Declan MacManus has made peace with his better-known alter ego, Elvis Costello. And nowhere is this harmony more apparent than on his latest album, Spike. Costello hasn't gone soft. The songs ring with razor-sharp insight. And musically, the album is his best in years, interweaving the finest threads from his past masterpieces — the social conscience of Armed Forces, the emotional intensity of This Year's Model, and the musical intricacy of Imperial Bedroom. Spike, however, lacks the unbridled hostility that has both fueled and overwhelmed Costello's career for the past decade. Instead, the album is energized by a comic touch that is several shades lighter than Costello's traditional brand. At last, this mighty musician seems to be enjoying himself.
And with good reason. His three-year marriage to musician Cait O'Riordan is flourishing (the album is dedicated to her). He has embarked on a glowing new record deal with Warner Records, which Spike inaugurates. And his most recent creative partnership, with Paul McCartney, yielded 11 songs in one year, two of which — "Veronica" and "Pads, Paws and Claws," appear on Spike. Others will be unveiled on McCartney's upcoming album, due out later this year. "It was a workshop situation," Costello said recently, explaining their collaboration to the New York Times. "We would sit around with a couple of guitars, a piano, and a tape recorder and throw around ideas, improvising until we got a structure. Generally, if it sounds as thought wrote something, Paul wrote it, and if it sounds as though Paul wrote it, I did."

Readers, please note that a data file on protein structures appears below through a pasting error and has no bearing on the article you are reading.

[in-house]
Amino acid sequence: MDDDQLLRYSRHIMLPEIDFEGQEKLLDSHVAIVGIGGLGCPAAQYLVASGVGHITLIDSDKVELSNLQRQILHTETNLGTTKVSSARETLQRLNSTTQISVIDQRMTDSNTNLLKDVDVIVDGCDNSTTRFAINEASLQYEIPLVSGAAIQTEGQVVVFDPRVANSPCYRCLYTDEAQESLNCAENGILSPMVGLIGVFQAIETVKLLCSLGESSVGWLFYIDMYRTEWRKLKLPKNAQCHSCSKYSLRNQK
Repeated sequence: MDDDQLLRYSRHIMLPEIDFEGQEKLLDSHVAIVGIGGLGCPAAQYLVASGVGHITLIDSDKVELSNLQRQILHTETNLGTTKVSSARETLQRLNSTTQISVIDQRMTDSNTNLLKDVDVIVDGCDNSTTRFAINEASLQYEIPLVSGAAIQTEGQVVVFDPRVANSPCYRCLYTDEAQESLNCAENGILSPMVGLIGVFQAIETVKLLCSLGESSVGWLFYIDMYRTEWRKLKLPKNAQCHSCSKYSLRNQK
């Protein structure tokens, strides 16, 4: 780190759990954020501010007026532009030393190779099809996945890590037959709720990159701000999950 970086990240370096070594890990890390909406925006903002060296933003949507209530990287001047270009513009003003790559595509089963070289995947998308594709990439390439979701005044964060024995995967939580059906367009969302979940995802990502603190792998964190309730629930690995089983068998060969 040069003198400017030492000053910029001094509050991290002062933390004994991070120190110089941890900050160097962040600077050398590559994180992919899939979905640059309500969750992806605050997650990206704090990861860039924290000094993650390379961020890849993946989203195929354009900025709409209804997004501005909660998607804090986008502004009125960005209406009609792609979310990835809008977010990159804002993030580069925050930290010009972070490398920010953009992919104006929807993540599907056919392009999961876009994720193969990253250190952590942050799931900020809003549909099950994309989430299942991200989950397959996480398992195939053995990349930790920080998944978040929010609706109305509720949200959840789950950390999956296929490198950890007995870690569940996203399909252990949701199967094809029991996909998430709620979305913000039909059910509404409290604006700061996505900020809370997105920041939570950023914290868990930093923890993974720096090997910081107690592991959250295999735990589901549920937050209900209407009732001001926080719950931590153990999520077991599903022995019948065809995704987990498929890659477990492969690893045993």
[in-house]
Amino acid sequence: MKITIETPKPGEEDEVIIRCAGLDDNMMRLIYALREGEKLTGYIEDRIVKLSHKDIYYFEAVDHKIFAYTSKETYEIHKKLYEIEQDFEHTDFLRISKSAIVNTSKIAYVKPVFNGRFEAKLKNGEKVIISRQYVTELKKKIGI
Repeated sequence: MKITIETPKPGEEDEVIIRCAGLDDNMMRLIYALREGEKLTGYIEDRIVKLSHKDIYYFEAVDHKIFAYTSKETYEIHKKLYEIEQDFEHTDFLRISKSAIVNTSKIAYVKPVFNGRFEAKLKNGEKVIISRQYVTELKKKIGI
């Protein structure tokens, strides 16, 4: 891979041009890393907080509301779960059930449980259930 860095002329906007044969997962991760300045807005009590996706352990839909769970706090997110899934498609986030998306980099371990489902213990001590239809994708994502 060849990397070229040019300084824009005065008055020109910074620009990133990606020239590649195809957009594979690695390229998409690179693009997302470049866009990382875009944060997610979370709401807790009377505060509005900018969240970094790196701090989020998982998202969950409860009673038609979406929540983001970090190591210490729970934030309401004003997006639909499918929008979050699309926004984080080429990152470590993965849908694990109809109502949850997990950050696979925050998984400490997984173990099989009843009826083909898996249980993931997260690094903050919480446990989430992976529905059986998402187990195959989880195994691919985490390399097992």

Finally, Costello seems to have recovered from the searing image problems that gripped him after a drunken incident in 1979. The public ultimately forgave Costello for his youthful indiscretions. And Imperial Bedroom, released in 1982, was critically heralded as one of the best albums of the year, and Costello's most sophisticated work to date. But Costello continued to feel haunted by his show-biz image, and in 1986, he went so far as to drop the name Elvis Costello to "divorce himself" from his reputation. He took the name back later that year. But the exceedingly bitter undercurrents on Blood & Chocolate released in late 1986, suggested lingering inner conflicts.
With Spike, all conflicts are resolved. Elvis Costello is back. And clearly, no one is happier than Declan himself.